Saskatchewan sees highest increase in Canada in farmland value
Another sign that Saskatchewan has become a national leader in economic stability can be seen in increasing land values for farmland. According to Farm Credit Canada, values in the province jumped by 8.8 percent in the second half of 2008.
April 29, 2009 By Regina Leader-Post
April 27, 2009
REGINA — The average value of farmland in Saskatchewan increased by 8.8 percent —the highest in Canada —in the second half of 2008, according to Farm Credit Canada (FCC).
This follows increases of 5.6 and 7.8 percent in the previous two reporting periods, said FCC's semi-annual farmland values report released Monday.
"Saskatchewan led the pack with regards to the increase,'' said Gerard Woynarski, senior appraiser with FCC in Regina.
Next highest was New Brunswick at 6.3 percent and Quebec at 5.9 percent. Overall, the average value of Canadian farmland increased 5.6 percent during the last six months of 2008.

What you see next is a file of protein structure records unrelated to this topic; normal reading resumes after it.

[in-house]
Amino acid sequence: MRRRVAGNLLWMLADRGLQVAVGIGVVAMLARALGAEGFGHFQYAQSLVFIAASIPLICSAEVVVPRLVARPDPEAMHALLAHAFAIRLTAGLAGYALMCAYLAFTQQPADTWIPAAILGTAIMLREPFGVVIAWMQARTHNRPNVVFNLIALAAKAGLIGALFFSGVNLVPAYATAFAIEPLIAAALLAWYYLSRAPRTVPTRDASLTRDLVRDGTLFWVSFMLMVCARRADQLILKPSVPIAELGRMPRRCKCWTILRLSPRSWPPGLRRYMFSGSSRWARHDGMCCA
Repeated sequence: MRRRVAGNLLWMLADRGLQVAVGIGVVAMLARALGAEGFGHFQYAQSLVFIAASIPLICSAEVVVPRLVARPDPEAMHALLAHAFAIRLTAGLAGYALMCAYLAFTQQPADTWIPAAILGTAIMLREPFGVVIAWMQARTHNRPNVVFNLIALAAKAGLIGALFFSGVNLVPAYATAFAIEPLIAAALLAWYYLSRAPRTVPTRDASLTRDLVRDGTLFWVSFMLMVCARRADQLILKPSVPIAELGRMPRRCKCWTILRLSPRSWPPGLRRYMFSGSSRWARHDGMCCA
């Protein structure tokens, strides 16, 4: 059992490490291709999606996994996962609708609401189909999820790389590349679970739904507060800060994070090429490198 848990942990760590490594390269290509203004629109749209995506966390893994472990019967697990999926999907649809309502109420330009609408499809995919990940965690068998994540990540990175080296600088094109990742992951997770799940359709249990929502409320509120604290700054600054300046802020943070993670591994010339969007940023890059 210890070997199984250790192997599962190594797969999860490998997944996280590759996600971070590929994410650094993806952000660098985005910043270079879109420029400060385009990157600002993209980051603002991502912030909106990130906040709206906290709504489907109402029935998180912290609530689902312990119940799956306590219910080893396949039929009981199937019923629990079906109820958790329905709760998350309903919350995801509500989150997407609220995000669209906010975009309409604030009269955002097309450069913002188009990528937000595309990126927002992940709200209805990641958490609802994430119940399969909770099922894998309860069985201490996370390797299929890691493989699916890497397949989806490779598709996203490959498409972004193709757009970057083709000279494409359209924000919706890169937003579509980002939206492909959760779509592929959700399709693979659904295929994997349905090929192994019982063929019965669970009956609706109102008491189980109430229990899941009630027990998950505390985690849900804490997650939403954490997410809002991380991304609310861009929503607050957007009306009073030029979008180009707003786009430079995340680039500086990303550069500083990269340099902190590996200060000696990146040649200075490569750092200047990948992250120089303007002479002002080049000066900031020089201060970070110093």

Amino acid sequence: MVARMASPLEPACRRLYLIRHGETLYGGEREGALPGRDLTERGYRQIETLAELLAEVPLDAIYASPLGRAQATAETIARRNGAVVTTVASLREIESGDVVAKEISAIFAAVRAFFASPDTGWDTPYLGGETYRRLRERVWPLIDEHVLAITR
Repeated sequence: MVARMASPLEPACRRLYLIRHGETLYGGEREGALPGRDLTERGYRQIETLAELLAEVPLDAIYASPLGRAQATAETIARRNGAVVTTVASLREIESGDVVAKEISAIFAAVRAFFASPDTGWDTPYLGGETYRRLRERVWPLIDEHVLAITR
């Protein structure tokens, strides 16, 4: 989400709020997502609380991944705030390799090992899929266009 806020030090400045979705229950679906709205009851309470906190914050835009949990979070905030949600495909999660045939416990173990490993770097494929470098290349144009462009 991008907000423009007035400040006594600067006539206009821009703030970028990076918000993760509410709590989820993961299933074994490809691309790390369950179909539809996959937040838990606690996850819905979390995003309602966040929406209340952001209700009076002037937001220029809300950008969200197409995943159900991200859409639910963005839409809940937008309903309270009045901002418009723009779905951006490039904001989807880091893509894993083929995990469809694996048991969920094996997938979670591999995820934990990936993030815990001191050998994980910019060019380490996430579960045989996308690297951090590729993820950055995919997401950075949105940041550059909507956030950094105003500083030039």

This is the third-highest percentage increase since 1997 and it is nearly the same as the 5.8-percent increase noted in the fall 2008 report.
Woynarski said land values are closely related to commodity prices. "These larger increases in land value (during the last 18 months) started with the increase in commodity prices that we saw rise dramatically in 2007 and into 2008.
"More recently, they're moderated. This past reporting period has the leftovers from that previous (commodity price) period.''
But other factors, including out-of-province demand and crop production, are also driving up land prices in Saskatchewan.
"If we get good quality (crops), good production and good prices, those are the three dimensions that fit well together in 2007.'' Last year, Saskatchewan had a record crop, which should also support land prices.
Across the country, despite persistent problems in the livestock industry, land prices have been moving steadily upwards or holding their own.
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